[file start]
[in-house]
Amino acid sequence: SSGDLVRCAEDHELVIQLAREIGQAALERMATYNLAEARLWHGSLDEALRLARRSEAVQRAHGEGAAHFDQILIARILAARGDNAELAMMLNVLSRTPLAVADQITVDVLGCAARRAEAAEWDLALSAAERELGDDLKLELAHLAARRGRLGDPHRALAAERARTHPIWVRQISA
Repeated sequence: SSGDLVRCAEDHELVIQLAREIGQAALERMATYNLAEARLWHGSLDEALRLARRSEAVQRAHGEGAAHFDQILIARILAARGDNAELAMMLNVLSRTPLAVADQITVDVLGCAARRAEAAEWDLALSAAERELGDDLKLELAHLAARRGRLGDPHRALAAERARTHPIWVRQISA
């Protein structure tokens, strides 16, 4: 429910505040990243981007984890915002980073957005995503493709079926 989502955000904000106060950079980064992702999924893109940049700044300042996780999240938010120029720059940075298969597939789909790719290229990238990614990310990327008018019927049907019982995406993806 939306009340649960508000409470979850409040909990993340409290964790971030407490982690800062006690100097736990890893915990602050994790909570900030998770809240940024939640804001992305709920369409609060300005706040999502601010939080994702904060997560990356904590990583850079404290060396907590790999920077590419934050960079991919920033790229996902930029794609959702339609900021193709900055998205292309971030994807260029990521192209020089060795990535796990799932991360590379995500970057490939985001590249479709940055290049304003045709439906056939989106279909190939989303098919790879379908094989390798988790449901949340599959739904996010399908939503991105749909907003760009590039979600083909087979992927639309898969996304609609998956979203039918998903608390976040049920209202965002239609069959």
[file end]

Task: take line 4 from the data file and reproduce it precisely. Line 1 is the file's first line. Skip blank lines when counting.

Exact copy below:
């Protein structure tokens, strides 16, 4: 429910505040990243981007984890915002980073957005995503493709079926 989502955000904000106060950079980064992702999924893109940049700044300042996780999240938010120029720059940075298969597939789909790719290229990238990614990310990327008018019927049907019982995406993806 939306009340649960508000409470979850409040909990993340409290964790971030407490982690800062006690100097736990890893915990602050994790909570900030998770809240940024939640804001992305709920369409609060300005706040999502601010939080994702904060997560990356904590990583850079404290060396907590790999920077590419934050960079991919920033790229996902930029794609959702339609900021193709900055998205292309971030994807260029990521192209020089060795990535796990799932991360590379995500970057490939985001590249479709940055290049304003045709439906056939989106279909190939989303098919790879379908094989390798988790449901949340599959739904996010399908939503991105749909907003760009590039979600083909087979992927639309898969996304609609998956979203039918998903608390976040049920209202965002239609069959």